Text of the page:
Water Safety Ireland, the Irish Coast Guard and the RNLI have issued a joint appeal calling for caution at waterways nationwide.
The appeal aims to reduce summer drownings and comes as figures released for National Water Safety Awareness Week show that 79 people drowned in 2021. A total of 1,108 drowned in the last ten years, an average of nine every month.
“79 people drowned in 2021, three more than in 2020 and although this is well below the annual average of 111 drownings every year over the last decade, it is still a tragic unnecessary loss of life and a significant public health issue.”, commented Roger Sweeney, Acting CEO at Water Safety Ireland, “Drownings can happen quickly and silently and warmer weather sometimes lulls people into a false sense of security, however waterways are still quite cool which affects the muscles needed to swim safely back to shore. Swim at lifeguarded waterways or in designated bathing areas that are known to be safe and have ringbuoys present. Stay within your depth, supervise children closely and never use inflatable toys on open water as you can be swept from shore in an instant.”
“Alcohol is a factor in one third of drownings,” added Sweeney, “and should never be consumed before any aquatic activity as it can lead to someone overestimating their ability and underestimating the risks. Mark Water Safety Awareness Week by having a water safety conversation with loved ones. Make them aware of dangerous rip currents and how quickly an incoming tide can cut walkers off from shore. Share the advice listed at https://watersafety.ie/national-water-safety-awareness-week/.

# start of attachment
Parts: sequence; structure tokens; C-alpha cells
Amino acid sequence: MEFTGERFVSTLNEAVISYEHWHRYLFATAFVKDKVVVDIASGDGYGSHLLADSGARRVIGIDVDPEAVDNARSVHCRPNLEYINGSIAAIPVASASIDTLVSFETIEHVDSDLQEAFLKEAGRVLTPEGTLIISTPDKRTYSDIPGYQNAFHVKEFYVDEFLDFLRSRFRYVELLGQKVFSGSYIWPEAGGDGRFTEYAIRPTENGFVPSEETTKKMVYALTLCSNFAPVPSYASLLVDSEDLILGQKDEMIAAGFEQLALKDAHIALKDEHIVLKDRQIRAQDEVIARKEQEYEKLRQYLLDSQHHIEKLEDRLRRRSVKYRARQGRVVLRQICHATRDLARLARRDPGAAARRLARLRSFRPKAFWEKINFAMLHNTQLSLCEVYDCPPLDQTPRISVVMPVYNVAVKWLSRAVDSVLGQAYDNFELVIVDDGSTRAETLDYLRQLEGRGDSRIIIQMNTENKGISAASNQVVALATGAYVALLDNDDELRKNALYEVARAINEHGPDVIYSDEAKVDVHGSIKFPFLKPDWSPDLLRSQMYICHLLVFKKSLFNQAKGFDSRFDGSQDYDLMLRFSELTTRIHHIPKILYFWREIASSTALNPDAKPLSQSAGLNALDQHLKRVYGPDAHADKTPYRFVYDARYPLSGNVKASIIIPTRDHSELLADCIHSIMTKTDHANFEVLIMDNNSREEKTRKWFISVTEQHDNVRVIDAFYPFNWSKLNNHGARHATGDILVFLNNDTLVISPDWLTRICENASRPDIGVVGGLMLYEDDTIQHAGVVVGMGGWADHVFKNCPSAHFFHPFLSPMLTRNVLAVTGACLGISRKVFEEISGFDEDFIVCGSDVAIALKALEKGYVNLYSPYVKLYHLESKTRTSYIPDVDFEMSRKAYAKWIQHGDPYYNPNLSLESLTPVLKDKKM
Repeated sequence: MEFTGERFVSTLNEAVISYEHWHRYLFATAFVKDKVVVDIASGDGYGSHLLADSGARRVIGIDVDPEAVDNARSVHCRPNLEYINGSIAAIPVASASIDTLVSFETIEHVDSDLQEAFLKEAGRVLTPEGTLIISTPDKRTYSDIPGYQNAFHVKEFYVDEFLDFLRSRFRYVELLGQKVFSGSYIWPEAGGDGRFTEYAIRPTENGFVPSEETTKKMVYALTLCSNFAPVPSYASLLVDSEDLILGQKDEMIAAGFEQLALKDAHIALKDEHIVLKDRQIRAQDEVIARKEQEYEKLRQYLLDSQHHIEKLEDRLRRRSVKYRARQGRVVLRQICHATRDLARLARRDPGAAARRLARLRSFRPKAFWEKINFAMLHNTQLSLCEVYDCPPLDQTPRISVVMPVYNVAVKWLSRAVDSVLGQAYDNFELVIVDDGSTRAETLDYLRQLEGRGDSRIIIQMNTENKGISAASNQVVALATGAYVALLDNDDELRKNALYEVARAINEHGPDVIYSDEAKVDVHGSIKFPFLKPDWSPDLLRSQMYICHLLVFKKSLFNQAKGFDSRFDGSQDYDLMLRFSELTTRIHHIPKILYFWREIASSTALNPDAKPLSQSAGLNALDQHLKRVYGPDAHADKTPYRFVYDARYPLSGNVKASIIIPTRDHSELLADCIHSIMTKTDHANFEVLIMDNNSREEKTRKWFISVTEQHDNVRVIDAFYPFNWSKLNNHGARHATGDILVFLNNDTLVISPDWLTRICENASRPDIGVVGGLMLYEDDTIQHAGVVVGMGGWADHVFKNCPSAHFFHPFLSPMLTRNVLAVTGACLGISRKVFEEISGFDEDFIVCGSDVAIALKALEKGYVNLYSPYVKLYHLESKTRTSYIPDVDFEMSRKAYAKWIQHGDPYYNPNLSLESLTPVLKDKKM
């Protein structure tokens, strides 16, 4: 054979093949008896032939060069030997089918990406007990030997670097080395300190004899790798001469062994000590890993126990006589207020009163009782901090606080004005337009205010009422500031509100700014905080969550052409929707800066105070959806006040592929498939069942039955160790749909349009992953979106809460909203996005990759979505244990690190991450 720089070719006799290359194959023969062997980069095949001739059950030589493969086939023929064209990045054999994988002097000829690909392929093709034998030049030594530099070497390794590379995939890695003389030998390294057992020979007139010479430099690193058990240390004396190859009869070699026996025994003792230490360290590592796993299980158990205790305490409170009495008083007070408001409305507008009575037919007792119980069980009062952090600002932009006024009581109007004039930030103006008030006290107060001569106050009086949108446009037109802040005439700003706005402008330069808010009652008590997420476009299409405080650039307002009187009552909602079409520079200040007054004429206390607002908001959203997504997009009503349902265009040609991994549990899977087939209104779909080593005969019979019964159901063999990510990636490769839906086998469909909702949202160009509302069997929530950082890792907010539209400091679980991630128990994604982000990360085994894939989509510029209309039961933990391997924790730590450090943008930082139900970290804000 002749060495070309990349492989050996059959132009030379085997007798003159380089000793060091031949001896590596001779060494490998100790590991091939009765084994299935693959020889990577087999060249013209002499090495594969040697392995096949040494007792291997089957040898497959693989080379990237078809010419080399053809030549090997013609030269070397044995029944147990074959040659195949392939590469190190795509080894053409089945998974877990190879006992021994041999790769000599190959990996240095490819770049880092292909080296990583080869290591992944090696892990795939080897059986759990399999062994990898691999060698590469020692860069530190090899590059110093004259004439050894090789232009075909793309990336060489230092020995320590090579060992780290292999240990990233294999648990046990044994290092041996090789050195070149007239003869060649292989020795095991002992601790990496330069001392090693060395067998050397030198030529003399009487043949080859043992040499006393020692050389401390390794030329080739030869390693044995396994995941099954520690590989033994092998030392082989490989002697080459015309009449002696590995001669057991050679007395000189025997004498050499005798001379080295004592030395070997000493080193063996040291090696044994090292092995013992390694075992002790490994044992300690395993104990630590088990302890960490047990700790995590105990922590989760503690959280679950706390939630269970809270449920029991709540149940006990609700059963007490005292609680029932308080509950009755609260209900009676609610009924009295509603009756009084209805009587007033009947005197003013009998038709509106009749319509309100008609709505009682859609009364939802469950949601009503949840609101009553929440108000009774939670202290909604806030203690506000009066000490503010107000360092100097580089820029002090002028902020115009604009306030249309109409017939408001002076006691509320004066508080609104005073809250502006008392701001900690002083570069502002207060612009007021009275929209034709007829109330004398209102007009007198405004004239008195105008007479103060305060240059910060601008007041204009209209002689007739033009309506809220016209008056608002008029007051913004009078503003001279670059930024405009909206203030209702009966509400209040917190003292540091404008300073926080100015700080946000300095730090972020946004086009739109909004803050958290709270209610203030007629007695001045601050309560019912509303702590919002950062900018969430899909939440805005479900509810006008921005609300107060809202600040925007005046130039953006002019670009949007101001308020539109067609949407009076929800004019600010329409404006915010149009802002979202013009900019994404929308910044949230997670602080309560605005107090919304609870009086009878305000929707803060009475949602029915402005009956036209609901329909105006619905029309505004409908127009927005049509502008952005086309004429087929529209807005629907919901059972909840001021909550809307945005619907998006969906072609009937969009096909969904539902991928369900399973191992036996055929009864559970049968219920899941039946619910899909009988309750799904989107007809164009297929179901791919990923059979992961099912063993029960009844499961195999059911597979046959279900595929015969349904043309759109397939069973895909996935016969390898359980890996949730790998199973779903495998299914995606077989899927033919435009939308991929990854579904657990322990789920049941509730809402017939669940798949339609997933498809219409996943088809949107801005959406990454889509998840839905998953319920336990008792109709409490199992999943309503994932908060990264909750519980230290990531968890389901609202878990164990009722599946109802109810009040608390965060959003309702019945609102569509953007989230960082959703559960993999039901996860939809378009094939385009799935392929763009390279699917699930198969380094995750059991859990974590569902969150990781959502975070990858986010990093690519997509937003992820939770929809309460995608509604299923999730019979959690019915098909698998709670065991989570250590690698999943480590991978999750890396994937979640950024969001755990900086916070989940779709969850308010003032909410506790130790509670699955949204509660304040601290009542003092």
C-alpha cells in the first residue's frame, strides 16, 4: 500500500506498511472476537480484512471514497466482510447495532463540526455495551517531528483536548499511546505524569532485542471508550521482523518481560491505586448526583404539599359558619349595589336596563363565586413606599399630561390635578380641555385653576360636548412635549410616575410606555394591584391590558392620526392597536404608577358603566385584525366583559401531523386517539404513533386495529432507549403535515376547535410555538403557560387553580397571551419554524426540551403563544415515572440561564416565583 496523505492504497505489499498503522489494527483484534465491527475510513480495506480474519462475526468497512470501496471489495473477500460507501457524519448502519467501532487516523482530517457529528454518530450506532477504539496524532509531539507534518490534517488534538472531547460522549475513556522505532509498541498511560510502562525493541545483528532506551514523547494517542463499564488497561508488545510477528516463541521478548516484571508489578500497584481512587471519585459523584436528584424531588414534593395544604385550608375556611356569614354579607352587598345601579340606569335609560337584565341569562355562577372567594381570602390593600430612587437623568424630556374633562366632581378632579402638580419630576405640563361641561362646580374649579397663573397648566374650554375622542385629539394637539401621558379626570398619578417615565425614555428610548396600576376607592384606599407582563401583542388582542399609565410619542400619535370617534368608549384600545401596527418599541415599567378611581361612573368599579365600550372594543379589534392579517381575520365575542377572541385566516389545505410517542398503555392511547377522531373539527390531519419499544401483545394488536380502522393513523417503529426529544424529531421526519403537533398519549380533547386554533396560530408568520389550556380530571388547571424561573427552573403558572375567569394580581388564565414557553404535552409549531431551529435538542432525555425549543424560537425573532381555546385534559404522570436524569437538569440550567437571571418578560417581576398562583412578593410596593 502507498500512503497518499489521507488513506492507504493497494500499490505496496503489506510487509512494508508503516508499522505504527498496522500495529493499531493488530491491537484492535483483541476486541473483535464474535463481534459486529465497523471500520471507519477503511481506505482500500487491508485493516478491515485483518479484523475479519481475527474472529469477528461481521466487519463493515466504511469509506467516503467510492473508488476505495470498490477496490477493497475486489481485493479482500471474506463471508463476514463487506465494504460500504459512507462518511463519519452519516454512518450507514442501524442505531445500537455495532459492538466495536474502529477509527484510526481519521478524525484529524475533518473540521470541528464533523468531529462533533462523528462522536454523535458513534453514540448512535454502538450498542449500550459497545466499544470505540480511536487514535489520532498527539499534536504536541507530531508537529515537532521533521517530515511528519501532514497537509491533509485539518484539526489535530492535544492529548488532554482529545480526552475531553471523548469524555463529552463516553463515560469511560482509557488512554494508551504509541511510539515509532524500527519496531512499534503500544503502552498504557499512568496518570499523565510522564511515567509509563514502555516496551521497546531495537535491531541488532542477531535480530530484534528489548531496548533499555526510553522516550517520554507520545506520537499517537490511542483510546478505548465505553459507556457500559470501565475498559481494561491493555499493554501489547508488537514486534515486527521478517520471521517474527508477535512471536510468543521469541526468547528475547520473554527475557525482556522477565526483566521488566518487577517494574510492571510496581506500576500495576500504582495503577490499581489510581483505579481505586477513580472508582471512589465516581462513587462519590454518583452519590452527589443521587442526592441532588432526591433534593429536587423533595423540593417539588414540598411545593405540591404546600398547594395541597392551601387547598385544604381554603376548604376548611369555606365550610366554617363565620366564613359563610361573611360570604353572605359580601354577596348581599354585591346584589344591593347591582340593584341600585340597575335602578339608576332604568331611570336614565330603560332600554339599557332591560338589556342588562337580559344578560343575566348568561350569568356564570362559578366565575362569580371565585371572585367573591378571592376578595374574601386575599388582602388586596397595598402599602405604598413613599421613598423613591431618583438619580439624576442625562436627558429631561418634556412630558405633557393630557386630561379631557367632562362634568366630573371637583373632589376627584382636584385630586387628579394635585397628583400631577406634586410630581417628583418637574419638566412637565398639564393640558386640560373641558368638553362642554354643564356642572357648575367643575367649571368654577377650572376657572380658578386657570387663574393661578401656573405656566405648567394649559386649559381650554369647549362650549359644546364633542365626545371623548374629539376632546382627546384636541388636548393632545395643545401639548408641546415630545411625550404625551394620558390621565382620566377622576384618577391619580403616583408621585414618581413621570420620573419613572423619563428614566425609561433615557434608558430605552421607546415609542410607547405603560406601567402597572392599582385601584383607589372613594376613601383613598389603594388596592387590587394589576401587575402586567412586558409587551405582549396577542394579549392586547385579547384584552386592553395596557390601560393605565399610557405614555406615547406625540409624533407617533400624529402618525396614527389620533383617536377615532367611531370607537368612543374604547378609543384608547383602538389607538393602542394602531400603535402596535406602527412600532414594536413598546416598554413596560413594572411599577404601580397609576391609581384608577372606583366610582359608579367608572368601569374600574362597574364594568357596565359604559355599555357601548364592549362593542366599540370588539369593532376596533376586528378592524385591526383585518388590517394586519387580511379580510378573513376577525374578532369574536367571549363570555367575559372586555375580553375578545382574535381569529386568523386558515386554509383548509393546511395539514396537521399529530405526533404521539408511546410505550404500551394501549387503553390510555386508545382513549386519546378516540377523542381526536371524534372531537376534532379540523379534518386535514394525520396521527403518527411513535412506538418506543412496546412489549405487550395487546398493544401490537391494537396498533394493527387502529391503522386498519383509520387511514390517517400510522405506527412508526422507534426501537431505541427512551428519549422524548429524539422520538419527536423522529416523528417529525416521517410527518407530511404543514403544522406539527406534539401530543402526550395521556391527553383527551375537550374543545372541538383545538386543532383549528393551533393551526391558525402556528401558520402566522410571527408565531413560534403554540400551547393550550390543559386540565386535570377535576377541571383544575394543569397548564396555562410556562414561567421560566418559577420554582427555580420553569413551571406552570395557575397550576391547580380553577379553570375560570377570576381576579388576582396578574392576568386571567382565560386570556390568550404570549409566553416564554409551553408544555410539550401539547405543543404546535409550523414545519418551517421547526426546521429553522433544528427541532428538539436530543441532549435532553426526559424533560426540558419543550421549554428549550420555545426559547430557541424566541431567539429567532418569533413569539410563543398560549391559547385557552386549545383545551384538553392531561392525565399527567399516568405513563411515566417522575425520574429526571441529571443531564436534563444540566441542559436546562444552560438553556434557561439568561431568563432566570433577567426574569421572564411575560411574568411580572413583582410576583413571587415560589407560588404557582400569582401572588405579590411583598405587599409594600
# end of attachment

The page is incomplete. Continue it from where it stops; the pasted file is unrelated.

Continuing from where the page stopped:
The Covid-19 pandemic increased the level of interest in aquatic activities and consequently a busy period ensued for the Irish Coast Guard, the RNLI, the Community Rescue Boats and for the Lifeguards trained and assessed by Water Safety Ireland and employed by local authorities. This summer, let the Lifeguards be there for you.”
Irish Coast Guard Operations Manager Micheál O’Toole said “This week affords us an excellent opportunity to focus on coastal and water safety and to promote awareness of the Code of Practice for the Safe Operation of Recreational Craft. It is a valuable source of information, advice and best practice operational guidance for owners, masters, operators and users of a range of pleasure and recreational craft operating in Irish coastal and inland waters.” See www.safetyonthewater.gov.ie.
Kevin Rahill, RNLI Water Safety Lead, added: “With the weather improving and more people going in or on the water, it is important to take some basic steps to stay safe while having fun. If you are going swimming, try to avoid going alone and make sure you are visible at all times by wearing a brightly coloured swim cap. Use a tow float and carry a suitable means of communication such as a mobile phone in a waterproof pouch and a whistle. If you get into trouble in the water, Float to Live: lean back, using your arms and legs to stay afloat. Control your breathing, then call for help or swim to safety.
“For those going afloat, wear a lifejacket or personal floatation device and carry a reliable means of raising the alarm such as a VHF radio or mobile phone. Go prepared by checking the weather forecast and tide times, tell someone where you are going and what time you will be back, and importantly, what to do if you do not arrive back on time. Should you get into difficulty or see someone else in trouble, dial 999 or 112 and ask for the Coast Guard.”
Advice to keep safe:
Swim at Lifeguarded waterways or at designated bathing areas that are traditionally known to be safe and have ringbuoys present.
Swim within your depth – stay within your depth.
Watch out for submerged hidden hazards and unexpected depths – get in feet first.
Supervise children closely and never use inflatable toys in open water.
When walking the shoreline be aware that incoming tides can quickly lead to stranding.
Wear a lifejacket when boating or angling and make sure that it is fitted with a crotch strap.
When boating, carry a VHF radio, and as a back up, have a fully charged mobile phone in a waterproof pouch.
If you see someone in difficulty or think they are in trouble use Marine VHF CH 16 or, call 112/ 999 and ask for the Coast Guard.